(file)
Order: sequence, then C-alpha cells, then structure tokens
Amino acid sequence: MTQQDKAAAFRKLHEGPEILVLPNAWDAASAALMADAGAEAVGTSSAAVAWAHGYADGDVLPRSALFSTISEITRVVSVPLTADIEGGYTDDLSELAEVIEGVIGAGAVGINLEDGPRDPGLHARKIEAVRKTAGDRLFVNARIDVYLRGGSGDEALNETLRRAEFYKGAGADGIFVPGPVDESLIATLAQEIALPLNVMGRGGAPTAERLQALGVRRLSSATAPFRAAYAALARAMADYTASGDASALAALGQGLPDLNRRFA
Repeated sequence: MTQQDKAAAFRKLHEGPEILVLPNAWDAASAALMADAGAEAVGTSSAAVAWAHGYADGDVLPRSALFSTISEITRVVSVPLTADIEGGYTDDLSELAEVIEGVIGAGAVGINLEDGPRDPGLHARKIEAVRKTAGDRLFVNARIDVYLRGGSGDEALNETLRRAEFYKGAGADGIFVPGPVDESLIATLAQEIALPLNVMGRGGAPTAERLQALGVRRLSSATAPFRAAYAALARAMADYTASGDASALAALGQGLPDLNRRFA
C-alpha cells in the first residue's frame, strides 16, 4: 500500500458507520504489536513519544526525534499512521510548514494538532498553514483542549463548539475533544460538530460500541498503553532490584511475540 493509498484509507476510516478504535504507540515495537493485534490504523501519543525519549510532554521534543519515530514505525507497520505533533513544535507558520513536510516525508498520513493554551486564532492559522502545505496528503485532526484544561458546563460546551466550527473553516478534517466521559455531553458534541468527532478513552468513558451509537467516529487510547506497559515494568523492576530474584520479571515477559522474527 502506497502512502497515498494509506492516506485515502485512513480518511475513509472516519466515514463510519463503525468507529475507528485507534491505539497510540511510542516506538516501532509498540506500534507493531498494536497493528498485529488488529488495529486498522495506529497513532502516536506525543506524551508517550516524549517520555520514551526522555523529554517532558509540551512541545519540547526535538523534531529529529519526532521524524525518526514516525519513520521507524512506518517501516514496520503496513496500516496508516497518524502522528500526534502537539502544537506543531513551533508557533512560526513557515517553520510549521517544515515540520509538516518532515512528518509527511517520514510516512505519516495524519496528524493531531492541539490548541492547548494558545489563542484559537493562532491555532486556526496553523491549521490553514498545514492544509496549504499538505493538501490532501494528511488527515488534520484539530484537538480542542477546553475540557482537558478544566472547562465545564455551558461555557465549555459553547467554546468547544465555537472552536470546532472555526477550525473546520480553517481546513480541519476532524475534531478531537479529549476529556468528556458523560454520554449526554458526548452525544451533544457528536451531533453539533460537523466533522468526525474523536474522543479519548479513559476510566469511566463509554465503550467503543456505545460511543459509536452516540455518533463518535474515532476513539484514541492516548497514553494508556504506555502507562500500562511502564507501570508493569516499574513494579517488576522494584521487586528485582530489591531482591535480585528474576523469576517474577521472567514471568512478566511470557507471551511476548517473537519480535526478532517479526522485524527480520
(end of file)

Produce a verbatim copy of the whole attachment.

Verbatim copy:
Order: sequence, then C-alpha cells, then structure tokens
Amino acid sequence: MTQQDKAAAFRKLHEGPEILVLPNAWDAASAALMADAGAEAVGTSSAAVAWAHGYADGDVLPRSALFSTISEITRVVSVPLTADIEGGYTDDLSELAEVIEGVIGAGAVGINLEDGPRDPGLHARKIEAVRKTAGDRLFVNARIDVYLRGGSGDEALNETLRRAEFYKGAGADGIFVPGPVDESLIATLAQEIALPLNVMGRGGAPTAERLQALGVRRLSSATAPFRAAYAALARAMADYTASGDASALAALGQGLPDLNRRFA
Repeated sequence: MTQQDKAAAFRKLHEGPEILVLPNAWDAASAALMADAGAEAVGTSSAAVAWAHGYADGDVLPRSALFSTISEITRVVSVPLTADIEGGYTDDLSELAEVIEGVIGAGAVGINLEDGPRDPGLHARKIEAVRKTAGDRLFVNARIDVYLRGGSGDEALNETLRRAEFYKGAGADGIFVPGPVDESLIATLAQEIALPLNVMGRGGAPTAERLQALGVRRLSSATAPFRAAYAALARAMADYTASGDASALAALGQGLPDLNRRFA
C-alpha cells in the first residue's frame, strides 16, 4: 500500500458507520504489536513519544526525534499512521510548514494538532498553514483542549463548539475533544460538530460500541498503553532490584511475540 493509498484509507476510516478504535504507540515495537493485534490504523501519543525519549510532554521534543519515530514505525507497520505533533513544535507558520513536510516525508498520513493554551486564532492559522502545505496528503485532526484544561458546563460546551466550527473553516478534517466521559455531553458534541468527532478513552468513558451509537467516529487510547506497559515494568523492576530474584520479571515477559522474527 502506497502512502497515498494509506492516506485515502485512513480518511475513509472516519466515514463510519463503525468507529475507528485507534491505539497510540511510542516506538516501532509498540506500534507493531498494536497493528498485529488488529488495529486498522495506529497513532502516536506525543506524551508517550516524549517520555520514551526522555523529554517532558509540551512541545519540547526535538523534531529529529519526532521524524525518526514516525519513520521507524512506518517501516514496520503496513496500516496508516497518524502522528500526534502537539502544537506543531513551533508557533512560526513557515517553520510549521517544515515540520509538516518532515512528518509527511517520514510516512505519516495524519496528524493531531492541539490548541492547548494558545489563542484559537493562532491555532486556526496553523491549521490553514498545514492544509496549504499538505493538501490532501494528511488527515488534520484539530484537538480542542477546553475540557482537558478544566472547562465545564455551558461555557465549555459553547467554546468547544465555537472552536470546532472555526477550525473546520480553517481546513480541519476532524475534531478531537479529549476529556468528556458523560454520554449526554458526548452525544451533544457528536451531533453539533460537523466533522468526525474523536474522543479519548479513559476510566469511566463509554465503550467503543456505545460511543459509536452516540455518533463518535474515532476513539484514541492516548497514553494508556504506555502507562500500562511502564507501570508493569516499574513494579517488576522494584521487586528485582530489591531482591535480585528474576523469576517474577521472567514471568512478566511470557507471551511476548517473537519480535526478532517479526522485524527480520